On the other hand, I'm tired. My laces are frayed, one missing an aglet; my soles are imprinted with the chunky outline of her feet; I stink to high heaven and then some; countless treads through mud and stale water and doggy droppings have rendered me stained and ugly. I want to stop and just be a lazy pair of shoes for running to the grocery store and other careless errands. But more I want to keep her happy and to do that, I've got to keep running. Waves of lethargy wash over me and I succumb, it's as easy as giving in to a cheat day. As sleep takes over, I realize that soon I will be retired and there is no way around it. Really, I am all right with that.

    "Helloooo! We're back!" The pumps scream as she walks into the room, legs looking as good as ever. She kicks the pumps into the corner, narrowly missing stabbing me with their ridiculously small pointy ends.

    "How was the date?" I asked.

    "We're meeting him again in a few days for a run," they said. Something in the way the pumps wouldn't look directly at me and something in their voice tells me my journey to the closet would be sooner rather than later.

    "Seems like you did your job well, then," I say.

    She returns from the closet with a pair of paint-covered shorts and a race shirt, her normal garb. From an unseen section of the house she brings a slick white bag with boxy innards. A muffled voice shouts, "Hello! Someone let me out please! Guys! This isn't funny anymore!" The voice sounds so young, so squeaky and clean.

She withdraws a familiar box, a carbon copy of the one I came home in so many runs ago.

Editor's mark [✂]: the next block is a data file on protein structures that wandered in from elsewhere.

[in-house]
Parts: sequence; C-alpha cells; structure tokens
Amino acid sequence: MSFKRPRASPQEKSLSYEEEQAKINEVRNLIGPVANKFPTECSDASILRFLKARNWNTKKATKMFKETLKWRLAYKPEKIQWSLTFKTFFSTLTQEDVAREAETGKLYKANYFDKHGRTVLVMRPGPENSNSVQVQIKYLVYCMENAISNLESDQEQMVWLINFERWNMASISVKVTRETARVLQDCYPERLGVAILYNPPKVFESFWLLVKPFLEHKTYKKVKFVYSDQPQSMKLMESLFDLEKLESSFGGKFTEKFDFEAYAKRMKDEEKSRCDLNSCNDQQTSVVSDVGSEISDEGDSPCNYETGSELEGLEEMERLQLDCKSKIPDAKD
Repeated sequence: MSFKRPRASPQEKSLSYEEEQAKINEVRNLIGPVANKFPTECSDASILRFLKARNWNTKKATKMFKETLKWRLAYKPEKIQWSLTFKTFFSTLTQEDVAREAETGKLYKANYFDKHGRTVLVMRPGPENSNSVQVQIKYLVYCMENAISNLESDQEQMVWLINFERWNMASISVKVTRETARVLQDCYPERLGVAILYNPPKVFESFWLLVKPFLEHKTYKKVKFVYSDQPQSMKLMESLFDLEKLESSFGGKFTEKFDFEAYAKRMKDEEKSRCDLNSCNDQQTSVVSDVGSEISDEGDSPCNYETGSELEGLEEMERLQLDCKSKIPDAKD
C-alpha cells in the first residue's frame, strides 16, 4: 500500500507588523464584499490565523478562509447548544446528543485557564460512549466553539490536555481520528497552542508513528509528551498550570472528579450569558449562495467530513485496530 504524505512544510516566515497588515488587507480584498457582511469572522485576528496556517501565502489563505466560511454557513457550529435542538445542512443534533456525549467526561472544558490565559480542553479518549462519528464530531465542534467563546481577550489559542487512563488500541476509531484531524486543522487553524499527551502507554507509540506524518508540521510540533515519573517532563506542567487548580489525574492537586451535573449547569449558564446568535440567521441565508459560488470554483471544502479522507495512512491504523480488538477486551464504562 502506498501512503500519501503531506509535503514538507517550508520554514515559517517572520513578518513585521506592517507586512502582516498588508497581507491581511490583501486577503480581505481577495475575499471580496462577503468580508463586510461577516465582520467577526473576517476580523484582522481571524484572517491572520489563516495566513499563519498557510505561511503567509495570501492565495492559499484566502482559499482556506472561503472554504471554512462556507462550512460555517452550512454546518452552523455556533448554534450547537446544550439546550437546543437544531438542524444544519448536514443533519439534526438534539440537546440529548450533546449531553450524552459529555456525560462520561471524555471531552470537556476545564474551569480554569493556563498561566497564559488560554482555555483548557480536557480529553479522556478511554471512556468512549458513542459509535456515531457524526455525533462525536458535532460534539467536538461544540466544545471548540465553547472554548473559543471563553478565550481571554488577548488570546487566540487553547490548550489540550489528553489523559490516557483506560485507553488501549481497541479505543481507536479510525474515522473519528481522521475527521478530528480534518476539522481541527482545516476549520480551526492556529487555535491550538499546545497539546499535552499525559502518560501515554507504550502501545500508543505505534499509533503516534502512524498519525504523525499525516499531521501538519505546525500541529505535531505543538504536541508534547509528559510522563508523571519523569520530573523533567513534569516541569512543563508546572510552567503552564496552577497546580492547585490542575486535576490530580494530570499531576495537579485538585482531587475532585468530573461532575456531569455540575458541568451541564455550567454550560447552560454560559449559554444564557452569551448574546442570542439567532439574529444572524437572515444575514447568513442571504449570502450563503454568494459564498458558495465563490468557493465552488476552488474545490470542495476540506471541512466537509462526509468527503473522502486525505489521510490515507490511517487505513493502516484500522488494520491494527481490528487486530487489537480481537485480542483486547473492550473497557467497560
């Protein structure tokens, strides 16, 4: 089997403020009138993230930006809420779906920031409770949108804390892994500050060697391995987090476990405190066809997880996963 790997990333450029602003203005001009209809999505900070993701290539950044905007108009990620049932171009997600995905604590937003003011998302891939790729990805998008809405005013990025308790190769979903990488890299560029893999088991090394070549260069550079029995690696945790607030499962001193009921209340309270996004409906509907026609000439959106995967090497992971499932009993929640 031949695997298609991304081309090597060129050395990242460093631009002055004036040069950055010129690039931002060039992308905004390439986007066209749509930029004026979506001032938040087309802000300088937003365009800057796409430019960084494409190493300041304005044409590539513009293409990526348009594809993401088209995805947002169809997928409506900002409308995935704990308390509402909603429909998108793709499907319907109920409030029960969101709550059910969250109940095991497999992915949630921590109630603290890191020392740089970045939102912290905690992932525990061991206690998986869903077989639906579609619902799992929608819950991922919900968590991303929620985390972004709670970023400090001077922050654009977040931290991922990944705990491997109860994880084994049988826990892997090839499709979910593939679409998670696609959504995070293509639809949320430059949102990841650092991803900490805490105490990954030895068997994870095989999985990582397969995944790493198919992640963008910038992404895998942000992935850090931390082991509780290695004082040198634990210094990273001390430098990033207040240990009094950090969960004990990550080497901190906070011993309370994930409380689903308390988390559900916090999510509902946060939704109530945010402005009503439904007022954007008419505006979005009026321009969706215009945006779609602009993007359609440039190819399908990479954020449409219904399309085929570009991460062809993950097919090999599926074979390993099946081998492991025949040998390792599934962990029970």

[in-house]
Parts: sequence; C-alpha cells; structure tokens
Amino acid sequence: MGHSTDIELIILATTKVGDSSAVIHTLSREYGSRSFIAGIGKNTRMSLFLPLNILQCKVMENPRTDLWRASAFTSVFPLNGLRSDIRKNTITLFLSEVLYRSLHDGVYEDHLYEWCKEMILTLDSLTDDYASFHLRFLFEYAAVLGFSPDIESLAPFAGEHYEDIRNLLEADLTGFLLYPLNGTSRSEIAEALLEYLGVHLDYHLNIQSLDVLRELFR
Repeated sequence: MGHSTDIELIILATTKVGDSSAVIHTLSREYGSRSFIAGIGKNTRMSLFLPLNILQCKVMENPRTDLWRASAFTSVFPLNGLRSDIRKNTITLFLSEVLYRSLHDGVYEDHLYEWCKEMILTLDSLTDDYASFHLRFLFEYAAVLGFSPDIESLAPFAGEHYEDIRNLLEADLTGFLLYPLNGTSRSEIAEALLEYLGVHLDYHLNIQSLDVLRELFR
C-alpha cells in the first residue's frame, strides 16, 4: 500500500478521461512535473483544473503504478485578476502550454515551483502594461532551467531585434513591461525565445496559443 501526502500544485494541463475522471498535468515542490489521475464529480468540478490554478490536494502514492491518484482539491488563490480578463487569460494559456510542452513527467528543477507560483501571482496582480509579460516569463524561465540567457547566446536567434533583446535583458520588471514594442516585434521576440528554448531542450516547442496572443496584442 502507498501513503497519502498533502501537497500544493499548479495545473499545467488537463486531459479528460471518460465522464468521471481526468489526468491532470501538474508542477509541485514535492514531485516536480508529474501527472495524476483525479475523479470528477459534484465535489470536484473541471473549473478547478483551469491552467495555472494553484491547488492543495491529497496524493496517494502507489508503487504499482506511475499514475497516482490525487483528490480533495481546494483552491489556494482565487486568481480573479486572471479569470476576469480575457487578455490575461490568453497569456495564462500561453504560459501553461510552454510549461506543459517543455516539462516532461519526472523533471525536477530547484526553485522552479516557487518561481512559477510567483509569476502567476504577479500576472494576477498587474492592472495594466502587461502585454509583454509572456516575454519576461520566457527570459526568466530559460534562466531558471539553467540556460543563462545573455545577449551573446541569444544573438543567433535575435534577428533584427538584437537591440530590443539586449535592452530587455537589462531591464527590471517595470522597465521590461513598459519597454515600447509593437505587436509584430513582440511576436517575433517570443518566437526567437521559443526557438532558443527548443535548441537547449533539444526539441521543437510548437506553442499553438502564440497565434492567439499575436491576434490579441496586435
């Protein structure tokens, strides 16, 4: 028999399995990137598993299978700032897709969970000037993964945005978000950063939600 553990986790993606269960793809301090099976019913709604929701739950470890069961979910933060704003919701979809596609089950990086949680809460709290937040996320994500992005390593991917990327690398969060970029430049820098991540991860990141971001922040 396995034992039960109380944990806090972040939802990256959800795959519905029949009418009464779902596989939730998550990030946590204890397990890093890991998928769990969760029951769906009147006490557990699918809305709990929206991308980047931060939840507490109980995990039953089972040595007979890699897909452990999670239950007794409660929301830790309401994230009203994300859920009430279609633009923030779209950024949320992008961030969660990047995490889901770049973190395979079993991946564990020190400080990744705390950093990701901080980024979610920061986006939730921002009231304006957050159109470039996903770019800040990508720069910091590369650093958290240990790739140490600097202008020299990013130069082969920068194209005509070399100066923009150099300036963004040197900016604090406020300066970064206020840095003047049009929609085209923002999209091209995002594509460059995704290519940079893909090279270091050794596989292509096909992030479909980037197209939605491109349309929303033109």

Right next to me, our laces barely grazing, she sets the new shoes. They look just like I once did. Except their blue is pristine, and their white is so bright it blinded me.

    "Hi! I'm the...replacement," the shoes say. I try to remember my first day. "Hey, I'm the originals," I say with a chuckle.

    "Don't get the wrong idea, I'm not replacing you. I'm just newer shoes so she

doesn't get hurt. But you, you'll always be her shoes. I'll just-" an unmistakable air of panic and guilt fills the new shoes' voice. The flats and pumps are being surprisingly respectful and quiet. It hit me, they are worrying about being thrown out in favor of a new pair.

    "Stop," I say. "You are replacing me. And you better be just as good, if not better at your new job as I was at it. She will become your whole life. I am holding myself together for our daily runs. I won't be here long, I'm getting too old for any of this hoopla, so it's all up to you, kid." I cough a cloud of light brown dust and the scent of hard work. She picks me up for what I knew would be the last time.

    "Oh I will!" The shoes shout. "I promise I'll be amazing! Spectacular even! I will work so hard, I-" the shoes keep shouting to me as I am carried out of earshot. I smile, they'll be great. Held at waist-height and arm's-length, I travel to the closet where the big pile of discarded junk stood waiting to devour whatever is to be sacrificed to its maw next.

    "Goodbye old shoes, it's been great," she said. Unceremonious words for my graceless descent into the trash.

    2032 miles. 1 marathon. 101 days. 41 puddles, 15 muddy ones. 13 blisters. 10 toes. 2 feet. 2 shoes. All culminating in a dark closet. But if I could do it all over again, I would in a single step.